Over 2,600 students are employed at LMU and work on and off-campus in a variety of jobs. In most cases, students must apply for financial aid by completing the Free Application for Federal Financial Aid (FAFSA) in order to receive an award to allow them to work on campus. This work award is considered a form of financial aid. The following information is a summary of the different work awards and their requirements.
What is Work-Study?
All work-study is a work-to-earn program. The amount of work-study awarded to you is the maximum amount you are eligible to earn in wages through your work-study position. Work-study amounts are awarded each year after students complete the FAFSA. Work-study awards, unlike other types of financial aid, are not automatically applied to your student account. For this reason, it will not reduce your balance from the Student Accounts Department. However, any wages you earn can certainly be used to pay for tuition, books, supplies, and other items. You can request your paycheck from your work-study position to be applied directly to your student account by contacting Payroll Services. Be aware that different universities may offer different amounts and types of work-study. Students will not be penalized if they do not earn the full amount of their work-study award. It is simply the means to work on campus to assist students with expenses.
What happens once I have earned my Work-Study allocation?
Students are responsible for ensuring that they do not earn over their work-study allocation. A collaborative effort should be made by both the student and the employer to track earnings. Students may not work beyond their work-study allocation. When a student finds they are getting close to earning their total work-study allocation, they should contact their supervisor to ensure they are aware. However, once the full work-study allocation is earned, the student must stop working unless arrangements can be made directly through the supervisor. Students should sign into their PROWL account regularly to check how much they have been “paid” from their work-study allocation. Students who are close to running out of their work-study allocation may submit a “Financial Aid Revision Form” to request if their allocation can be increased.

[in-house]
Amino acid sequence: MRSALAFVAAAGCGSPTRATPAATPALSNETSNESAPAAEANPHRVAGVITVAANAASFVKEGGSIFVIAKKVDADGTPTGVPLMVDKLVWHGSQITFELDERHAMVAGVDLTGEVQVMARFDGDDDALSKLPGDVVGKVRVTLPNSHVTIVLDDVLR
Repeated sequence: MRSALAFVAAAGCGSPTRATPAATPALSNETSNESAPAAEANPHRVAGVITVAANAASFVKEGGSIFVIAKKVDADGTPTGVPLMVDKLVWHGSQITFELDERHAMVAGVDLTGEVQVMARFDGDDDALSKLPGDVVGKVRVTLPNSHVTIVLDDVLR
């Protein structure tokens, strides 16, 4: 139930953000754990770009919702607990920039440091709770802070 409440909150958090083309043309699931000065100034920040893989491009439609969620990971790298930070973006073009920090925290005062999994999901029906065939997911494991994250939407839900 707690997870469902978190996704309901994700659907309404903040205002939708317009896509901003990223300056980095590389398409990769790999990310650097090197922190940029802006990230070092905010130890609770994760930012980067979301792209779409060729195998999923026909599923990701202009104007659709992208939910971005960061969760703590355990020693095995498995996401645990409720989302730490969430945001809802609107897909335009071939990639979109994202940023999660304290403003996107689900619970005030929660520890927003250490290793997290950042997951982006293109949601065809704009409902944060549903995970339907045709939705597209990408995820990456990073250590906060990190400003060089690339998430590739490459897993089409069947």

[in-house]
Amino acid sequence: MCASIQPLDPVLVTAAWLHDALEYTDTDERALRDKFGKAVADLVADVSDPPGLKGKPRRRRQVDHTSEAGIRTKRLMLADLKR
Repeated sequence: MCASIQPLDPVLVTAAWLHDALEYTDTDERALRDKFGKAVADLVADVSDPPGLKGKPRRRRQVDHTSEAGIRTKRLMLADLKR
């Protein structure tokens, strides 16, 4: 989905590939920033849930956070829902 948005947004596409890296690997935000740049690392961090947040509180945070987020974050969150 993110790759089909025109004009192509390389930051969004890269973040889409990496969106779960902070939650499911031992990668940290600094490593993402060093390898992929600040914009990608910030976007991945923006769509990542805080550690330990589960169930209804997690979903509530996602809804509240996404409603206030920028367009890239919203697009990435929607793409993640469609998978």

Note: As graduate students are not eligible for most subsidized federal financial aid, they are therefore not required to complete federal verification if selected. However, if a graduate student is selected for federal verification and requests federal work-study, the student must submit the required documents to complete verification.
How to find a Work-Study Job?
Federal Work-Study (FWS)
FWS is a need-based federal funded work award that allows recipients to work on-campus during the academic year and earn up to the amount of their award. Federal work-study is offered up to $3,200 for the academic year. Students apply to work during the summer by completing the Summer Financial Aid application which is made available in the spring. Pay rates vary depending on the skill level required for the position. It is the student's responsibility to locate a position on campus. On average, students work 6-8 hours per week but are not allowed to work more than 20 hours per week.